I later joined the Big Marines and ended up sharing stages with Brenda Fassie and Lucky Dube just to name a few.

I ended up applying to the BDF and got posted under the BDF Band wing.

I worked there from 1999 until 2006, then I resigned to focus on my music career.

Why Rhumba/Kwasa Kwasa music?

During my time at BDF, I frequented a club called Zebras NightClub where I really got exposed to Rhumba music.

Also, my cousin Frank ‘Franco’ Lesokwane was into Rhumba music and I kind of got pulled into it.

While the fame was exciting, I wasn’t doing so well musically because of strict and unfavorable legislations in the music industry so in 2012 I decided to take a break from music.

The break was also meant for me to introspect and assess my music career and hopefully find a way to better myself and my craft.

I then started a business called Jazz Brew in Mochudi, it was an entertainment joint where people enjoyed good food and good Jazz music.

When you made a comeback, you returned as a Jazz artist. What inspired the transition?

It was definitely the business I went into during my break.

I think I fell in love with Jazz music because I was so exposed to it.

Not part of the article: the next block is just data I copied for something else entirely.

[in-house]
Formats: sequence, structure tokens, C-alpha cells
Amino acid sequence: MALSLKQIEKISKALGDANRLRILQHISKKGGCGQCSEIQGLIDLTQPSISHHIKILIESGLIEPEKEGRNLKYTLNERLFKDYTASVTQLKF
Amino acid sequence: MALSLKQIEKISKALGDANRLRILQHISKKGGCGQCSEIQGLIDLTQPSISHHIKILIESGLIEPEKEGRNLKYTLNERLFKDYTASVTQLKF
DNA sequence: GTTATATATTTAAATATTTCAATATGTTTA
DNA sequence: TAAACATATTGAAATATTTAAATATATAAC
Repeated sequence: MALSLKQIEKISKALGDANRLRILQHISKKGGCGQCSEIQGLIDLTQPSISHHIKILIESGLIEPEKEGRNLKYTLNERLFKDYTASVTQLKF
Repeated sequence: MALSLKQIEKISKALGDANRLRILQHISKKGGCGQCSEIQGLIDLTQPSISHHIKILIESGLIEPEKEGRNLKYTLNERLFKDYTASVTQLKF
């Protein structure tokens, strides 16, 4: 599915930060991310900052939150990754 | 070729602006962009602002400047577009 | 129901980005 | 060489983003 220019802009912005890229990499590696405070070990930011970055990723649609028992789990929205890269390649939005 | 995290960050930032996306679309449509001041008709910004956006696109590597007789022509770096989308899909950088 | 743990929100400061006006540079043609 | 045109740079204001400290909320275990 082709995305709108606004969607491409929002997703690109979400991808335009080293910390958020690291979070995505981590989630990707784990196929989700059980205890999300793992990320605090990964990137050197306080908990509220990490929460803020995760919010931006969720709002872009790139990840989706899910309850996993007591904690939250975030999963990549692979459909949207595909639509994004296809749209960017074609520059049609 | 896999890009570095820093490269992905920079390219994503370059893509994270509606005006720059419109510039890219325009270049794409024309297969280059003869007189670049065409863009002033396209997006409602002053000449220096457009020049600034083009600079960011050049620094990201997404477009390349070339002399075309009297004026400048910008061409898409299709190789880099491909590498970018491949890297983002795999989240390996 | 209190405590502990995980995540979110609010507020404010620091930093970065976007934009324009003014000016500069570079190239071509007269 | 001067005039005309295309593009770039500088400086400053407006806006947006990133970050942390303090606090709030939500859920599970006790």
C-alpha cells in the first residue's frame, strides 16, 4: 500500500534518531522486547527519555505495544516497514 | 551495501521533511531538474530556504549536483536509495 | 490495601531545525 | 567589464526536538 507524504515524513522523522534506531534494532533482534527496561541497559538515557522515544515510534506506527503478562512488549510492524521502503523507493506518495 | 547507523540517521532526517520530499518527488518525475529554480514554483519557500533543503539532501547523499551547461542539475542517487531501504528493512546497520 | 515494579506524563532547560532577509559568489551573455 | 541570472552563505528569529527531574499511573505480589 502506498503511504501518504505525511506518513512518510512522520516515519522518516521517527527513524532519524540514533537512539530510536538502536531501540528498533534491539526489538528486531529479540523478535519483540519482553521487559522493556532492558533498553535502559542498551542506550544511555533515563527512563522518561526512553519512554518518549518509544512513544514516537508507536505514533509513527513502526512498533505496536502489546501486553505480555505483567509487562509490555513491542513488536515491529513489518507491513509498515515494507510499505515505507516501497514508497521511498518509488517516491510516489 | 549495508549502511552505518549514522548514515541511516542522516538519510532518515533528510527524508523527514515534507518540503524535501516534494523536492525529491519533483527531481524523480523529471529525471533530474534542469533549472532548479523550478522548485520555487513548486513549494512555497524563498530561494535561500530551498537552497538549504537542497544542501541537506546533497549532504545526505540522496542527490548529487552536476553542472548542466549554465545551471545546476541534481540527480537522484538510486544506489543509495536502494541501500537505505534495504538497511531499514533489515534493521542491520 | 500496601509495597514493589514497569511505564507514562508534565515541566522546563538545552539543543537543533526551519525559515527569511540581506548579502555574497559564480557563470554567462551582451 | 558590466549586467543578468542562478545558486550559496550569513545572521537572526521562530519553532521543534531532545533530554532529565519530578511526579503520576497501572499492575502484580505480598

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I returned to music as a Jazz artist in 2015.

The feedback from Batswana was amazing, and I even won a BOMU award for Best Jazz Artist.

I was really good, probably one of the most in demand Jazz artists in Botswana at the time.

I remember being offered a gig to host a show alongside Zahara at Botswana Craft.

Robbie Malinga wasn’t around to perform in one of their songs together so I had the opportunity to sing his part.

That experience will forever be engraved in my heart.

Despite how good it was going with Jazz, you still went back to Rhumba, how come?

Rhumba is what drew me to music so, while I was doing well as a Jazz artist, for the most part, I felt unfulfilled.